(The big house)
We’re in Bletchley Park (near Milton Keynes) the home of World War II code breakers and the birthplace of digital computers. Ciara and I are sitting in Hut 4, having lunch and resting after a guided tour. Denis is on his second tour… of the Computing Museum section. Bletchley is a very interesting place. Way back in 1937 the big house and about 500 acres went up for sale when the owners died. The estate was divided into lots and a local builder bought fifty acres along with the big house – he wanted to knock the house and put up a housing estate.
(Hut 1.. with part of its protective wall)
The secret service at the time were watching Hitler and considered war a likely possibility. They needed to be in a position to do secret things and not be noticed and Bletchley Park offered the perfect solution. It was forty miles from London so protected by distance. It was close to a railway station. It was halfway between Oxford and Cambridge – where the smart puzzle solvers were to be found. And I can’t remember why but it was in the perfect location for telephone communication, and people who were smart communication device builders (telephone engineers.) A compulsory purchase order meant that there’s no housing estate and the big house still stands.
(An Enigma machine)
So the secret stuff began… when the British found a German coding machine called the Enigma. Also, three Polish secret service officers, realising they would soon be invaded by Germany, gave information they had uncovered about a very similar coding machine to the British and French governments. With that information smart puzzle solver Alan Turing took four months to break the puzzle of the Enigma and uncover how it worked. But that was just the first step….. they had to build a machine (with more help from the Polish secret service) that would turn the coded messages into German language messages and then into English. This was in 1940 and for most of the rest of the war all messages sent from the German military were coded using the Enigma, thinking they were secret. It gave the British military a big advantage.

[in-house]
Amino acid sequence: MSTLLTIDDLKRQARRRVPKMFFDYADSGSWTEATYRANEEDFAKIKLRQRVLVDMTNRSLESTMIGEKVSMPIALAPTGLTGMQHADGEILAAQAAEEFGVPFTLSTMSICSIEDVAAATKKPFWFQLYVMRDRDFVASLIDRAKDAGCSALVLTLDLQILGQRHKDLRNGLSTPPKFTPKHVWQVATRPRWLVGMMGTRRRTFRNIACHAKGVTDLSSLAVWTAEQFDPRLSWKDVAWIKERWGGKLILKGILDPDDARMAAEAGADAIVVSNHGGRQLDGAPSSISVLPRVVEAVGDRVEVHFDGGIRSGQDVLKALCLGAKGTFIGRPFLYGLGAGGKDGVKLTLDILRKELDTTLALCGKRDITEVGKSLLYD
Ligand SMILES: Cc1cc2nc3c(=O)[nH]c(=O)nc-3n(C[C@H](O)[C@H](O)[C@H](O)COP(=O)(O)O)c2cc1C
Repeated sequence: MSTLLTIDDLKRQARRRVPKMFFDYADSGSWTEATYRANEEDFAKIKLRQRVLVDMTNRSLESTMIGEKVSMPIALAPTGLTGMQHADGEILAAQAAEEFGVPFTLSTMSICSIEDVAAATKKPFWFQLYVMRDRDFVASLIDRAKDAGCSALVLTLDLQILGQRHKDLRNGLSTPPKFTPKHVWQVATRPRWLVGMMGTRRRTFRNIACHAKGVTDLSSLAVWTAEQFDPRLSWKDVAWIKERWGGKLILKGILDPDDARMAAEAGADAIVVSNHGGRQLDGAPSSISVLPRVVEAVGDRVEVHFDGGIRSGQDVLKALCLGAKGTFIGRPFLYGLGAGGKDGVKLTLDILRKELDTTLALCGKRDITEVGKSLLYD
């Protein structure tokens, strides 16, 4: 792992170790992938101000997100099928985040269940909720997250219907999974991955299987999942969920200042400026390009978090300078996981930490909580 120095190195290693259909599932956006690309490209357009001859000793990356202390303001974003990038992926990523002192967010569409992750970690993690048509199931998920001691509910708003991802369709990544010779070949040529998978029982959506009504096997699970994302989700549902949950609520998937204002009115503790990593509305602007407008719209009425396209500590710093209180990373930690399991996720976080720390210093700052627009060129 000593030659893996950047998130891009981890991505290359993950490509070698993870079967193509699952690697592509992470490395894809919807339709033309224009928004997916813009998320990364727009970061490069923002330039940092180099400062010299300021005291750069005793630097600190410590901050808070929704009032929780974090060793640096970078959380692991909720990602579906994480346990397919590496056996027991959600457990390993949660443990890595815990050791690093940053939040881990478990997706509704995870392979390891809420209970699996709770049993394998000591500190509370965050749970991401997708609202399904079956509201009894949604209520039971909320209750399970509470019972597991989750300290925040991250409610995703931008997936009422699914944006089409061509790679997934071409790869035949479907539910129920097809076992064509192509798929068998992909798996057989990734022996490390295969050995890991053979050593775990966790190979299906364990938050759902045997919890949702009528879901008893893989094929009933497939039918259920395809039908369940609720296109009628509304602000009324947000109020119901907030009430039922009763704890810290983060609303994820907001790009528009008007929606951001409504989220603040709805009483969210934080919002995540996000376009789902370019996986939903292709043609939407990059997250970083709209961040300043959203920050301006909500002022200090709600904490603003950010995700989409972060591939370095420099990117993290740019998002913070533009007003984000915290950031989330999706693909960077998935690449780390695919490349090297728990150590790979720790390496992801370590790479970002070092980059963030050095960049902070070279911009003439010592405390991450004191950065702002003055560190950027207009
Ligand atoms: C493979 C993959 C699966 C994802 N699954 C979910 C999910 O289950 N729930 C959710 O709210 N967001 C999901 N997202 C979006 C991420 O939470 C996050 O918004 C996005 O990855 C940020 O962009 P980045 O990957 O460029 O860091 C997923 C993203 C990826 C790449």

(The lake with the big house in the background)
By the end of the war there were 8,000 people working at Bletchley Park. Everyone who worked here signed the official secrets act and had to keep the secret of Bletchley and they did. Stephen, our guide told a story of a recent woman visitor whose mother had worked in the Japanese message-breaking hut. The woman told him that she had only recently discovered that her mother worked for the secret service and spoke fluent Japanese. Today Bletchley is run by enthusiasts and volunteers who maintain the grounds, the house and the huts, they also run the tours and make the sandwiches.
Take the first step, it’ll give you a big advantage, Mairead.